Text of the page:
Black Americans are 75 percent more likely than other Americans to live in fenceline neighborhoods like Grays Ferry and Point Breeze adjacent to sites rife with pollution and toxic chemicals, according to a 2017 report from the NAACP and the Clean Air Task Force. Black people have also been subject to higher levels of pollution than whites, no matter their income, the EPA reported in 2018.
Much of that pollution comes from burning and refining fossil fuels, which releases into the air soot that has been associated with lung disease, asthma, heart disease and early death. In 2019, the American Lung Association issued a warning for Philadelphia, which is 40 percent Black: the air may be hazardous to your health, along with earlier EPA data establishing that the refinery, often operating in violation of its permits, produced a significant amount of that toxic air pollution.
Environmental officials now say the soil and groundwater at the site is primarily polluted with lead and hydrocarbons, such as benzene. Experts now expect the clean-up of the site to take the better part of a decade and cost upward of a billion dollars.
As the work of cleaning and eventually redeveloping the site continues, many neighbors say that they have been effectively shut out of the planning process to help determine the future of the site. Hilco Redevelopment Partners has unveiled plans for a new commercial and residential complex—which they’ve christened The Bellwether District—on the former plant site.
Residents who live in neighborhoods less than a mile from the refinery site, who are overwhelmingly African American, have complained that the developers have made half-hearted attempts to engage with the community and have taken steps like abruptly canceling in-person meetings and restricting updates to virtual Zoom calls with community members. (Hilco officials said they have been reluctant to hold in-person events because of concerns about Covid-19.)
“We want them to come to the table to have a conversation,” said Debbie Robinson, a 58-year-old resident who has been active in efforts to improve conditions at the refinery site. “There’s nothing wrong with sitting down and having a conversation. We might agree. We might not agree, but we need that.”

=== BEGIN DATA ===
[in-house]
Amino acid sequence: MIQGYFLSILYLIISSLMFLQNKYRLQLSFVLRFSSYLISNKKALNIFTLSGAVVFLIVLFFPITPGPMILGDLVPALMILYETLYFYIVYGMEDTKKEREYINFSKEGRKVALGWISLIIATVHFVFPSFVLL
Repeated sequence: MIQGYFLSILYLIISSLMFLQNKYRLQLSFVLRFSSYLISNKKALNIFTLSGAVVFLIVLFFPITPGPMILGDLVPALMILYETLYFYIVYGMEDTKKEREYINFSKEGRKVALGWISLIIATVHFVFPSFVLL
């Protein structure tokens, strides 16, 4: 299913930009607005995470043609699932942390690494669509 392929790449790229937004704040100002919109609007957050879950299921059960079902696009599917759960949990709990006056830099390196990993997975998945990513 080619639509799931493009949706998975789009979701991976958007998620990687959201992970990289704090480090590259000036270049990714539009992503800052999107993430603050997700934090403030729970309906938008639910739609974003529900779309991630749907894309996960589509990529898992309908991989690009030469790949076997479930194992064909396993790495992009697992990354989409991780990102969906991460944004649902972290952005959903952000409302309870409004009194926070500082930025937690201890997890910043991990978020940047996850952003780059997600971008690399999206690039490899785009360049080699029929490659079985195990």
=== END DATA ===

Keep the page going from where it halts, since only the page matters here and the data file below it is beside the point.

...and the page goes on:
Robinson said she has restrictive lung disease, kidney disease and asthma and she’s needed an oxygen tank to breathe for the last six months. She attributes her ailments to having spent most of the last two decades living barely a mile from the old refinery site.
“I was fine,” Robinson said. “And then all of a sudden I’m on an oxygen machine and I don’t smoke.”
Jasmine Sessoms, senior vice president of corporate affairs for the developers, denied that residents were being excluded from the planning process and said that the new owners of the site were working to reduce emissions.
“It is not an overnight fix, but it is getting a lot better than what it was,” Sessoms said. “We probably aren’t moving nearly as fast as the community wants us to, but we need to do it in a safe manner and the proper way to do it right.”
Sessoms said the developers were open to working with residents to craft a community benefits agreement—a document that formalizes community support for development projects and can help speed up various municipal approvals. She noted that many residents may be wary of Hilco because of a mistrust of past owners of the site.
She also acknowledged the collective trauma that many in the community may still be facing. Some residents swear that they still smell refinery smoke and see wisps of exhaust even though Hilco removed the old smokestacks 10 months ago. Overall, more than 70 percent of the demolition has been completed.